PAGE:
View: Where’s all the courage gone?
If the ruling party were truly confident of its political supremacy, it would take politically tough decisions to unshackle the Indian economy.
Mouse-hearted politics cripples the power sector, messes up India’s agriculture, creating deep rural distress and tall mounts of excess grain, and keeps crippled the financial mediation system that transfers savings from those who save to those who invest.
If the ruling party were truly confident of its political supremacy, it would take politically tough decisions to unshackle the Indian economy. Instead, it fights shy of actions harder than announcing yet another layer of pensions, some lovely tax giveaways, yet more subsidy for sugar exports, another dose of Dearness Allowance for government employees and a lending spree at the expense of public sector banks (PSBs).
What of the courage shown in removing Kashmir’s special status? After having created a majoritarian milieu and having won a comfortable parliamentary majority, does it take a lot of political courage to excite yet more majoritarian gloating? Sure, it took boldness to take the decision the government took on Article 370. Indira Gandhi, too, showed boldness in declaring Emergency in 1975.
The reaction of most parties of the Opposition save Congress, and even of Congressmen who choose to go with the flow rather than stand for principle, shows there was little political risk in taking the decision. Political courage is about taking decisions that could provoke a backlash, rather than trigger a celebration of majoritarian pride or a wave of gratitude for largesse.
Where was the element of political risk in serenading Indian-Americans or an American president on his pre-election prowl for supporters? Is Pakistan-bashing at assorted fora a politically risky activity? It was arguably brave, perhaps, to swallow the bitter taste of betrayal left in the mouth by consistent Chinese support to Pakistan, while summiteering with Xi Jinping.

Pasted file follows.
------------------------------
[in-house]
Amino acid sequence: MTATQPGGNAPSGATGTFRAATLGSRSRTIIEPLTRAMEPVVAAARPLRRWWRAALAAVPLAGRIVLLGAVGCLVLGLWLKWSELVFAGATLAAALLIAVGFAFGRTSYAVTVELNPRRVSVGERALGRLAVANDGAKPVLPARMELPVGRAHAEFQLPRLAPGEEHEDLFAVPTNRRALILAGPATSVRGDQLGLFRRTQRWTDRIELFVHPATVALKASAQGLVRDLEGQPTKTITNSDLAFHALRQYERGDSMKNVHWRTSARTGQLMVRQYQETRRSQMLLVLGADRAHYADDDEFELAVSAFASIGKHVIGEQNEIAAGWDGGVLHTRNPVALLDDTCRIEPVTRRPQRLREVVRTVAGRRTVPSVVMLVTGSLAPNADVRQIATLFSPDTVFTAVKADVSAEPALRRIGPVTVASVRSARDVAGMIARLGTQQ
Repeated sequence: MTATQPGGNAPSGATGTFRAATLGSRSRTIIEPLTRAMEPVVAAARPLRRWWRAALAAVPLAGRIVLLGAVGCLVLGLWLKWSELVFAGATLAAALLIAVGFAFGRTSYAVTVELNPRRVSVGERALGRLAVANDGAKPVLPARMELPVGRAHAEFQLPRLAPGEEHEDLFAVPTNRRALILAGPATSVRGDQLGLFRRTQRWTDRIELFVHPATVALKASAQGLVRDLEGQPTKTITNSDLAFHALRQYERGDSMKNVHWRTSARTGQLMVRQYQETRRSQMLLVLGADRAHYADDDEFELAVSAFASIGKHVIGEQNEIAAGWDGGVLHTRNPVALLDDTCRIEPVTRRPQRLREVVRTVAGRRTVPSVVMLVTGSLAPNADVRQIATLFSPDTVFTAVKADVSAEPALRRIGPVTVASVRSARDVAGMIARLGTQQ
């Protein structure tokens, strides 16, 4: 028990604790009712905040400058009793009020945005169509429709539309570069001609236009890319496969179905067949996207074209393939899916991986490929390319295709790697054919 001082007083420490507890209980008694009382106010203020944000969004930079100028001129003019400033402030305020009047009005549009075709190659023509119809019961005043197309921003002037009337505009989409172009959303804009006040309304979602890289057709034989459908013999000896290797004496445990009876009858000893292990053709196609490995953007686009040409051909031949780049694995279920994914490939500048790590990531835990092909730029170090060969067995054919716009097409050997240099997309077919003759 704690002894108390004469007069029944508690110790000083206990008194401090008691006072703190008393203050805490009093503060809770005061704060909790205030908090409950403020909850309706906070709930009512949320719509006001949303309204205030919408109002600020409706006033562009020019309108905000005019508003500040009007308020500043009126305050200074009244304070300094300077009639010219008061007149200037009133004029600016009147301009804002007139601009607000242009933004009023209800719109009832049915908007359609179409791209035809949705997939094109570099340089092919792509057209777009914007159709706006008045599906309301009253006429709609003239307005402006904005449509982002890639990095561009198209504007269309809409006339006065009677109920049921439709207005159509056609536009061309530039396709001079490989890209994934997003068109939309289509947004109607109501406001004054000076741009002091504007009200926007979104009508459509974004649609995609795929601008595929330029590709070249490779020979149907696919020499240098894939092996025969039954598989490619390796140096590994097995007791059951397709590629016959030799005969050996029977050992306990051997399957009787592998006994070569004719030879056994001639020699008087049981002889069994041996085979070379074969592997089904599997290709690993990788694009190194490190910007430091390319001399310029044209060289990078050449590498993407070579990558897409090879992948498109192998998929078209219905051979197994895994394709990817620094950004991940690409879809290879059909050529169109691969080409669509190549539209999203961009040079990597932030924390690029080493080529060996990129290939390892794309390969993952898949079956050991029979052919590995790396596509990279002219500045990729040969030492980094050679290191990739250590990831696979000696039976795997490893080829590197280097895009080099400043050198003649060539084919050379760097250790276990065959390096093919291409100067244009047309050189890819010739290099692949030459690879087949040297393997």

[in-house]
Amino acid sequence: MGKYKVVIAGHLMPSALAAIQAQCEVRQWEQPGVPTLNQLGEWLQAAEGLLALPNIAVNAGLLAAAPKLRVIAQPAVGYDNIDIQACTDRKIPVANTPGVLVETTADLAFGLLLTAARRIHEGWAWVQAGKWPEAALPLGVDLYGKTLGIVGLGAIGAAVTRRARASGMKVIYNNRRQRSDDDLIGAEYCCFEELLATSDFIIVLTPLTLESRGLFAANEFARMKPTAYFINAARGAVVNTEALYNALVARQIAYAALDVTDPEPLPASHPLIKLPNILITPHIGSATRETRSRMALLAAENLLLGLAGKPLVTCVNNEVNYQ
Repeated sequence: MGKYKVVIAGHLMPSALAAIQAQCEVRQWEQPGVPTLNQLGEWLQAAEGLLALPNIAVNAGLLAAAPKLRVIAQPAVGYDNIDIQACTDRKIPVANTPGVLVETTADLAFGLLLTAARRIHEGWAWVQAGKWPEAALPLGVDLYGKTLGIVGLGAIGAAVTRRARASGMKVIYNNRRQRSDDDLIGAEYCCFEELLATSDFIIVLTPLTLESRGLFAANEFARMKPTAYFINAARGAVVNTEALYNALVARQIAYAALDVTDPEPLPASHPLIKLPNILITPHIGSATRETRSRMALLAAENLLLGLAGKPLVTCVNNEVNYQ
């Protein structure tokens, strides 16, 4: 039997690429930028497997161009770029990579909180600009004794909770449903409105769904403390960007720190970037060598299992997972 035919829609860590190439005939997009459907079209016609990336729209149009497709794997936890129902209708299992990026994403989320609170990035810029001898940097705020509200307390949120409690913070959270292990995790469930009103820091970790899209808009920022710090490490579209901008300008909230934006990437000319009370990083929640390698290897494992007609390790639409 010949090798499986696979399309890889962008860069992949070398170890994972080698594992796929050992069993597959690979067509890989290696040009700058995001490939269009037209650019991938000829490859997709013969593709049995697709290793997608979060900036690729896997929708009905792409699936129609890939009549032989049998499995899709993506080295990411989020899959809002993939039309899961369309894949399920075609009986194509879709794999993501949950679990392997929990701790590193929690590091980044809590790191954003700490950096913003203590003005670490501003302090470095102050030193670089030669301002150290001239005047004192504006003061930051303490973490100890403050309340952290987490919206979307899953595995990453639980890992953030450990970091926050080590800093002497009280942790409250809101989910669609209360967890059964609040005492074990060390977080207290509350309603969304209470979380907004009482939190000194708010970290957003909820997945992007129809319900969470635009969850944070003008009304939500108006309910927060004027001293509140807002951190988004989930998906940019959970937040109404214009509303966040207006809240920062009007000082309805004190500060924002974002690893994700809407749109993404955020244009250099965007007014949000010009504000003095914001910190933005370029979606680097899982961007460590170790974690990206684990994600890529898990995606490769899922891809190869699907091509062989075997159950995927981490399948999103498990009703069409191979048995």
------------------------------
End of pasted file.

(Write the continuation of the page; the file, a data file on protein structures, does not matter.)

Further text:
Are arresting a former Union minister for finance and home and keeping him in jail and serially raiding Opposition politicians to hunt for black money acts of courage or of vindictiveness?
Where have we witnessed a show of resolute political courage? In commencing merchant mining of coal so that India, with the world’s fifth-largest reserves of coal, does not need to burden its current account deficit with $20 billion worth of coal imports?
Four years after State monopoly in coal was abolished, not 1 kg of coal has been mined by professional private miners. When Coal India’s unions protested, the government simply backed off.
Members of the Indian Administrative Service show dedicated professionalism when it comes to protecting their backside while performing public service. Releasing the payment to a contractor for work done for an arm of the government, one would think, is a simple administrative task. One would be mistaken.
No babu wants to take the risk of being accused by a future Vinod Rai of causing some notional loss to the exchequer. He would refuse to clear the bill. The contractor would take the non-payment to arbitration. The arbitration process would rule in favour of the contractor. The babu would still not pay. The contractor would take it to court. When the high court rules, a desultory half-a-decade later, in favour of the contractor, the babu — or rather, his successor, because the babu who should have made the payment would have retired in quiet contentment — would make the payment.
He has played it totally safe, so what if the payment delay sent a few companies into loss and insolvency, and killed off a few small and medium enterprises in the process?
When the civil service obstinately stays in this rut of self-preservation at the expense of economic destruction, whose job is to break this vicious cycle? Where has the government shown the political courage to walk the talk on ease of doing business and pay promptly for the work done for it? The accumulated dues of state power utilities have climbed to Rs 72,000 crore, as of June-end, according to a report in this newspaper.
The simple reality is that no amount of financial engineering or false UDAYs can fix the power sector, unless the top political leadership finds the courage to tell people to pay for the power they consume, while insulating the very poor with explicit budgetary subventions that protect the utilities from the cost of political benevolence towards farmers and power thieves.
Agriculture is a mess with surplus stocks of sugar, rice and wheat, price spiking shortages (of onions) and persistent rural distress. Money that should go to investment is wasted in subsidy. Missing stable power in rural areas thwarts agro-processing. It takes political courage to fix morbid policy. That is in scarcer supply than clean air in the Capital.